Modern History of Candles: How Decorative and Scented Candles Evolved

Candles in the Modern Age

The birth of modern candle making is credited to the whaling industry. During the 18th century, commercial whaling began. People discovered spermaceti (a kind of oil) in the head of the sperm whale. The discovery of spermaceti led to the mass production of candles. Spermaceti was considered an ideal substance for candles because it did not produce smell and smoke, it burned brightly, and was also harder than beeswax or tallow, therefore did not soften during the summer. Spermaceti wax candles were the first “standard candles.”

During early 1800, it was discovered that candles could also be made from the oils from the plants of Brassica species or Colza plant. This was a cheaper alternative than the spermaceti. 

Today, candles are made from paraffin by pressing, drawing, casting, or dipping. There are hundreds of commercial candle makers in Europe and America. There are even associations of commercial or indie candle makers. The International Guild of Candle Artisans is an association of candle making companies or individual candle makers.

Industrialization of Candle Making

The industrialization of candle making is credited to the invention of the candle making machine. In 1834, an Englishman named Joseph Morgan patented a machine that manufactured 1500 candles every hour. The candle making machine revolutionized candle making.  Since the mass-making of candles was possible, candles became affordable to the mass.

During this time, changes were also made in the candle wicks. Until then the wicks were the twisted strands of cotton, but the makers began using braided cotton threads. The new wicks made the candle brighter.

The first oil refinery was established in 1848, in Derbyshire, England, by James Young. Crude oil contains paraffin. Making candles from paraffin became possible two years later when Young was able to refine crude oil through the distillation process.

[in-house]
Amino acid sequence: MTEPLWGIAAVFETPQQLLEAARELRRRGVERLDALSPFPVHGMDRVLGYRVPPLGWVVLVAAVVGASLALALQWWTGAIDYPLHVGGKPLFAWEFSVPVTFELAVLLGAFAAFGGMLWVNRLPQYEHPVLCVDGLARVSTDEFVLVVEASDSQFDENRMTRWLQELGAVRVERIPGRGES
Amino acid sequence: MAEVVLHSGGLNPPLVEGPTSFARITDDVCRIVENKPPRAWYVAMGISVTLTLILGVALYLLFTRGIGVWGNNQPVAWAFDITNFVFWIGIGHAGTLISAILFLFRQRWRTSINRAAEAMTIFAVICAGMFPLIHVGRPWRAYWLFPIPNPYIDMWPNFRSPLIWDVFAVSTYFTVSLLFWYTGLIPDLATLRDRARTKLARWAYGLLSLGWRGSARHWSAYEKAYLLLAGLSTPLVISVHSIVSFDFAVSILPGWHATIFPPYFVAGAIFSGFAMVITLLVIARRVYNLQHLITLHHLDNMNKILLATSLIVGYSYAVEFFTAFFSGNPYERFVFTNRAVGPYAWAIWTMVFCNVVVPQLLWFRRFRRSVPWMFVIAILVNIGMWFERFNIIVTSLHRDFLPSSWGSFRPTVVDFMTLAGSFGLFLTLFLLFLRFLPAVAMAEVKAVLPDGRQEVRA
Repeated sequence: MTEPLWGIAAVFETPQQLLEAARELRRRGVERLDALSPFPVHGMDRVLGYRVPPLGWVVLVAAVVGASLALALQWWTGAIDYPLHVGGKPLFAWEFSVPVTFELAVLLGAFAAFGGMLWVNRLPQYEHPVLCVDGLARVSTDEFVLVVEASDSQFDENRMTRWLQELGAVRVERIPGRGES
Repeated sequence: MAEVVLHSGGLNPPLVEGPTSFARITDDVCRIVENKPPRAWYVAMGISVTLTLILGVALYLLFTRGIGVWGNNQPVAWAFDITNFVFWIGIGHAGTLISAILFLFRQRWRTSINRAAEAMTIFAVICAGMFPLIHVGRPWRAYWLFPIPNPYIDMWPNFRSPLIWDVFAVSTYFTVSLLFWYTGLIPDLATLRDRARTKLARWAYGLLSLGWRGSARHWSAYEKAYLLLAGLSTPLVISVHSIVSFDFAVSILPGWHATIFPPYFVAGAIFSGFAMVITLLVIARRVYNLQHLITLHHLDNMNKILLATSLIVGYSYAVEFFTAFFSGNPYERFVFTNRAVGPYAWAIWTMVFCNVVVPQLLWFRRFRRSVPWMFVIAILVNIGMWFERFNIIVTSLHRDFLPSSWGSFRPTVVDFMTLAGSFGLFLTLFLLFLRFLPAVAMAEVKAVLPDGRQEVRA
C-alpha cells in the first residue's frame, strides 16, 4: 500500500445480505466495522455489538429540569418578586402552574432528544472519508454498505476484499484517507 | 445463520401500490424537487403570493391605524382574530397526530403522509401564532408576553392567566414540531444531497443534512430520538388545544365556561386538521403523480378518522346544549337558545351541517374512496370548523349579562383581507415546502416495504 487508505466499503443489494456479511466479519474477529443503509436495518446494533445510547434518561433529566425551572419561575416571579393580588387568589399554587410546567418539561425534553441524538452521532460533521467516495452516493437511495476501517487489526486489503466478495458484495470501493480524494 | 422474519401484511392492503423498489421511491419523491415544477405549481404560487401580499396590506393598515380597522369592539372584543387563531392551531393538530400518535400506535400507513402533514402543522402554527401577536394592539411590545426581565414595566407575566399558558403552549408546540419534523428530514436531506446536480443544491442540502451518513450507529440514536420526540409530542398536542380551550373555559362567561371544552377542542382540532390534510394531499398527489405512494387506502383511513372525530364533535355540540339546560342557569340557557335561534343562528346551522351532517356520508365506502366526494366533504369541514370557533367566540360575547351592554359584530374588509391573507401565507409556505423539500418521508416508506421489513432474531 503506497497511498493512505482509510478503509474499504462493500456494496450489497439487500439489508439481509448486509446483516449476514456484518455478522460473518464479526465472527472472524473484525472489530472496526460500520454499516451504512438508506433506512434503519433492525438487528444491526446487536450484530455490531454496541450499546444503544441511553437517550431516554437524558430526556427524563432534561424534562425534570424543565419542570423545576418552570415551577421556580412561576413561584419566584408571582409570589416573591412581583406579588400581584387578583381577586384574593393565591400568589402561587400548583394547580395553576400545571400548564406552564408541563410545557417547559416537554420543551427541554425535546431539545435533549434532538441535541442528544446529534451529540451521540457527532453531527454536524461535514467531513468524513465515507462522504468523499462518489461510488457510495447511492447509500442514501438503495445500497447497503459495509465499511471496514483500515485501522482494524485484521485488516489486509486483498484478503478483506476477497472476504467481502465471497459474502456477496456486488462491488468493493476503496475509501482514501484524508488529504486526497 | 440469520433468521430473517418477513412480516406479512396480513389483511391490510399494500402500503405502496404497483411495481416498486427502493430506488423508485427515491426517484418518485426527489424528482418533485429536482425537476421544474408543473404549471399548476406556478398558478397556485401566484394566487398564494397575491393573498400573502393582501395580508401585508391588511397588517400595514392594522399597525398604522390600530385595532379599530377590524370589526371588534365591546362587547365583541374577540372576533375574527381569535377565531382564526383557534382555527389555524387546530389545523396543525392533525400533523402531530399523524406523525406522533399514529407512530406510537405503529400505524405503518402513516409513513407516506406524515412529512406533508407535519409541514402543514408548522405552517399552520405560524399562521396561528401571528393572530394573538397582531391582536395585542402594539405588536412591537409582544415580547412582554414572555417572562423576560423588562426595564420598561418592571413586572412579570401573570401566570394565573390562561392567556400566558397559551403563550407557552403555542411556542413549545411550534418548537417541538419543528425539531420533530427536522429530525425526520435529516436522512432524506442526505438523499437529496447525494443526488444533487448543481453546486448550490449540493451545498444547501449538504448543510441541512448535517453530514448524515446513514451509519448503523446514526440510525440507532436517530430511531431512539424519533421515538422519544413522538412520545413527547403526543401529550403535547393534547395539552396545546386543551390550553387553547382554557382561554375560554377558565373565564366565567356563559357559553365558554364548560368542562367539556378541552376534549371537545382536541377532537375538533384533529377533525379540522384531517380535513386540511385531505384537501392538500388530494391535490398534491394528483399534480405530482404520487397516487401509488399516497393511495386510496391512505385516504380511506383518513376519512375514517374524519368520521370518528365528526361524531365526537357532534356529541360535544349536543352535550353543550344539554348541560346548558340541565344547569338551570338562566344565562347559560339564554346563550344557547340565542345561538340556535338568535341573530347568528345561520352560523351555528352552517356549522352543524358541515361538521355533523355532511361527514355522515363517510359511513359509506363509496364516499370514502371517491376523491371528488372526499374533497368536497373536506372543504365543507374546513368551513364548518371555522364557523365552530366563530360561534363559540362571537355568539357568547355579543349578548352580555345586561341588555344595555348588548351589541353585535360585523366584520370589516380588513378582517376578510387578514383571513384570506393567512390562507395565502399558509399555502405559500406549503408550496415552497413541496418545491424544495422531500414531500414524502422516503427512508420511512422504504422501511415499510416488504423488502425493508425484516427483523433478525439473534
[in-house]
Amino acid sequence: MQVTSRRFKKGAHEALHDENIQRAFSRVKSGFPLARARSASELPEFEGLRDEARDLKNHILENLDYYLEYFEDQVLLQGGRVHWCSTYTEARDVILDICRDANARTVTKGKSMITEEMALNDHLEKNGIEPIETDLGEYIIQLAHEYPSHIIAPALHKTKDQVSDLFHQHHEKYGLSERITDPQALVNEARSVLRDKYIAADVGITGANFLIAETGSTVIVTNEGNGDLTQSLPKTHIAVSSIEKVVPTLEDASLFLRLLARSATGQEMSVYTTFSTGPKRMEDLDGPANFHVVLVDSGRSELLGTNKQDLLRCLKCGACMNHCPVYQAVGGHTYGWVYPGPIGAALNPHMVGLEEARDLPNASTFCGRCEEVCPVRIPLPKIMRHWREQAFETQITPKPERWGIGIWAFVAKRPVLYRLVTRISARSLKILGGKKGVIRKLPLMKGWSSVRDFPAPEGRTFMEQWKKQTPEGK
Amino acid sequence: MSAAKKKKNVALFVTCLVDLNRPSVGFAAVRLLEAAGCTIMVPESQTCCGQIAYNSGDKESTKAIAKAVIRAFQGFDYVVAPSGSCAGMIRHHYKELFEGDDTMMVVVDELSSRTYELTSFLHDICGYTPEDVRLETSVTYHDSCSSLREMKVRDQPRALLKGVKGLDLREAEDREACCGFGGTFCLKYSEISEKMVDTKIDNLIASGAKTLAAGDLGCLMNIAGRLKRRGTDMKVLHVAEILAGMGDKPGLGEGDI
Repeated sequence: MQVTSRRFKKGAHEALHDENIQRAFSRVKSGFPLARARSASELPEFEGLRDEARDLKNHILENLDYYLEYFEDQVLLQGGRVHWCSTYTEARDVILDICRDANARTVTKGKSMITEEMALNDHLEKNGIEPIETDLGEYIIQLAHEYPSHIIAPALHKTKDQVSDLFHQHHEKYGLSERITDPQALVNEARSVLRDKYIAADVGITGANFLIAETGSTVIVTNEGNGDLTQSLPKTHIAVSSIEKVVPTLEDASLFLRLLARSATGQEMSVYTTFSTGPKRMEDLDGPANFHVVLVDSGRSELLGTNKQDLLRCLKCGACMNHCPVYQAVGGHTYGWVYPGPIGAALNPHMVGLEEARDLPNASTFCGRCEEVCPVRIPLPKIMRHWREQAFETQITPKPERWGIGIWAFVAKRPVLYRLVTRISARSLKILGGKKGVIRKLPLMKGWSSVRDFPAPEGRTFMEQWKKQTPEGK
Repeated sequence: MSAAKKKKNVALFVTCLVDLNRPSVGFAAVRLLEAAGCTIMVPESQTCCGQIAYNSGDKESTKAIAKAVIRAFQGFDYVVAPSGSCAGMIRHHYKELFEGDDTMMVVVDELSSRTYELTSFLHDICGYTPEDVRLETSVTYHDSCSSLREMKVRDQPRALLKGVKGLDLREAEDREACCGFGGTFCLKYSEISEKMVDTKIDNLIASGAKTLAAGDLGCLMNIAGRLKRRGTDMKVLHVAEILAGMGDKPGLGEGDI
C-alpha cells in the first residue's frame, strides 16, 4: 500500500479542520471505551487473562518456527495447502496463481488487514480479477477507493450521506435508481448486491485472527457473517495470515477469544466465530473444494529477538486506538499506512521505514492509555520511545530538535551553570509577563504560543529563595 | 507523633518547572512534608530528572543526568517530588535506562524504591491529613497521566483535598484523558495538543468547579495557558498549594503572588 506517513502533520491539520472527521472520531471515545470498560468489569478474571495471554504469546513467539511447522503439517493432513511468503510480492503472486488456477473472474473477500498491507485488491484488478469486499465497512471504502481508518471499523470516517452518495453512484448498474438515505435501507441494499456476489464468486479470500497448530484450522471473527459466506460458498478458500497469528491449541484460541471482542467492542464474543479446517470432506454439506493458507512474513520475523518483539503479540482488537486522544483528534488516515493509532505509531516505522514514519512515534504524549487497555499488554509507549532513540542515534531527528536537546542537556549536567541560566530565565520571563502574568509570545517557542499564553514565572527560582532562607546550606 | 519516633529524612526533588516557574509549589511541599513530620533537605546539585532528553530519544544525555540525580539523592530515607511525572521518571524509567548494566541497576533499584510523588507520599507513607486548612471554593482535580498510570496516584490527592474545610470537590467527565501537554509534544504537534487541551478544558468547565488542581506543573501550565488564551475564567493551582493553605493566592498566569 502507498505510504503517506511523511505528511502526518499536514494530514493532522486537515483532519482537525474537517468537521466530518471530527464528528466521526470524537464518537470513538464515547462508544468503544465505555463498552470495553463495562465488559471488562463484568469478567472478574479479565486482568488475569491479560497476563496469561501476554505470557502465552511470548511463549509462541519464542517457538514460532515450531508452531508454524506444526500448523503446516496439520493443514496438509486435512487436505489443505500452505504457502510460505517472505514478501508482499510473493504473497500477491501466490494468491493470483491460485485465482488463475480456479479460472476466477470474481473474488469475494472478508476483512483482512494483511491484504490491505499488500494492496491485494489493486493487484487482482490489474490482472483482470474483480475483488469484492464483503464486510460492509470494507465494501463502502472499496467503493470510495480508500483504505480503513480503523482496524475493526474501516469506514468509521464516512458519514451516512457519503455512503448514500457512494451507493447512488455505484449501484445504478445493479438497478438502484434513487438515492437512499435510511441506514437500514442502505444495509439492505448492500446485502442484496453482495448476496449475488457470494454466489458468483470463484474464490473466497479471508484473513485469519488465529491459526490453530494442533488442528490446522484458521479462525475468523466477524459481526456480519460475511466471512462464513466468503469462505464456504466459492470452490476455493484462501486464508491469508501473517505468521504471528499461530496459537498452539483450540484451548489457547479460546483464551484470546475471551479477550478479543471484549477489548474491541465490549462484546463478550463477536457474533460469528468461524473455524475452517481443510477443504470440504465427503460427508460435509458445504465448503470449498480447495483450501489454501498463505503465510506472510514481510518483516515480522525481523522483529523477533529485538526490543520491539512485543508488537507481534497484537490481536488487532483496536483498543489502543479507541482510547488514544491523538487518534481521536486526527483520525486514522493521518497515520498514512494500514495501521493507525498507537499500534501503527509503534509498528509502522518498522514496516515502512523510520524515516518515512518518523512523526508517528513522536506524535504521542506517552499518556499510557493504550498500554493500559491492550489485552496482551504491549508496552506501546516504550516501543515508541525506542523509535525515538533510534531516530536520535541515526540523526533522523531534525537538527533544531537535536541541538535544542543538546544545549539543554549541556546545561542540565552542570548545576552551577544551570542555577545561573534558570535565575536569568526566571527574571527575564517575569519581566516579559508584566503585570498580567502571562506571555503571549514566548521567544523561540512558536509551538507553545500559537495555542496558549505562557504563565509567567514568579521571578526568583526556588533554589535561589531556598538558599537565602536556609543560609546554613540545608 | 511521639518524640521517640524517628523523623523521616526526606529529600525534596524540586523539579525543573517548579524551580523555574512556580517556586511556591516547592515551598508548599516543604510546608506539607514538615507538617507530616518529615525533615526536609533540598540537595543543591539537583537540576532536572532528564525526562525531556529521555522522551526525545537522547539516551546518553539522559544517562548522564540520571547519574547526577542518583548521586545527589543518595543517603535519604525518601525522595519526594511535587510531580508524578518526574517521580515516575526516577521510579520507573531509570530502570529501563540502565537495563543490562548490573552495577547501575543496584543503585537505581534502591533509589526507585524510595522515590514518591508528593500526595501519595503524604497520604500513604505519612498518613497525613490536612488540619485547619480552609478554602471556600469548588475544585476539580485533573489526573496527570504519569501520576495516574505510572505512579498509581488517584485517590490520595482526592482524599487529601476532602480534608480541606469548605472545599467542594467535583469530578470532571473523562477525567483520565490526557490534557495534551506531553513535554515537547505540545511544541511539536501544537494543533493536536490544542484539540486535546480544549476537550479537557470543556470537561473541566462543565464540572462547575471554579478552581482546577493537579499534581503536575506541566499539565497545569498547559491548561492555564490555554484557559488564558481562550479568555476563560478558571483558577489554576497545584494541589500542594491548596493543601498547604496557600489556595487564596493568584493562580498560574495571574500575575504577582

Paraffin was the cheapest substance for candles. However, the early paraffin also had a low melting point. The problem was solved by using stearin. Most of the candles manufactured during the 19th century had paraffin and stearic acid. Stearin was discovered in 1825 by two French chemists Michel Eugène Chevreul and Joseph-Louis Gay-Lussac. This substance was derived from plants or animal fats, but unlike tallow, it did not have glycerine, so it was not smelly or smoky.

The Decline of Candle Industry

The primary purpose of candle was to provide light. However, with the invention and discovery of better lighting techniques, candle industry declined. Discovery of kerosene lamp challenged the candles, and the invention of the incandescent light bulb in 1879 knocked down the candle industry. Electricity is a cheap source of light, even in the places where electricity is not available there are better alternatives such as solar light or kerosene lamp. Therefore, candle as the primary lighting source has completely been replaced.

Evolution of Decorative and Scented Candles

It is true that people are no longer using candles for lighting their homes, however, candles have not been completely wiped out from the face of the earth. People have discovered new types of candles such as decorative candles, colored candles, and scented candles. Decorative, colored, and scented candles are used for various purposes such as worshiping, meditation, romantic dinner, setting the mood, creating an ambience in the room, home decoration etc. Specialized candles are becoming popular these days.

During the late 20th century, paraffin was replaced with a new kind of wax. Soy, palm and flax-seed oils were blended with paraffin to create a new wax that made scented candles. People also added color pigments, fragrance, and essential oils to the candle wax to make special candles. Currently, scented candles are trending. The market is growing for scented candles. Not only the companies but also the individuals are producing scented candles.

Leave a Reply

Your email address will not be published. Required fields are marked *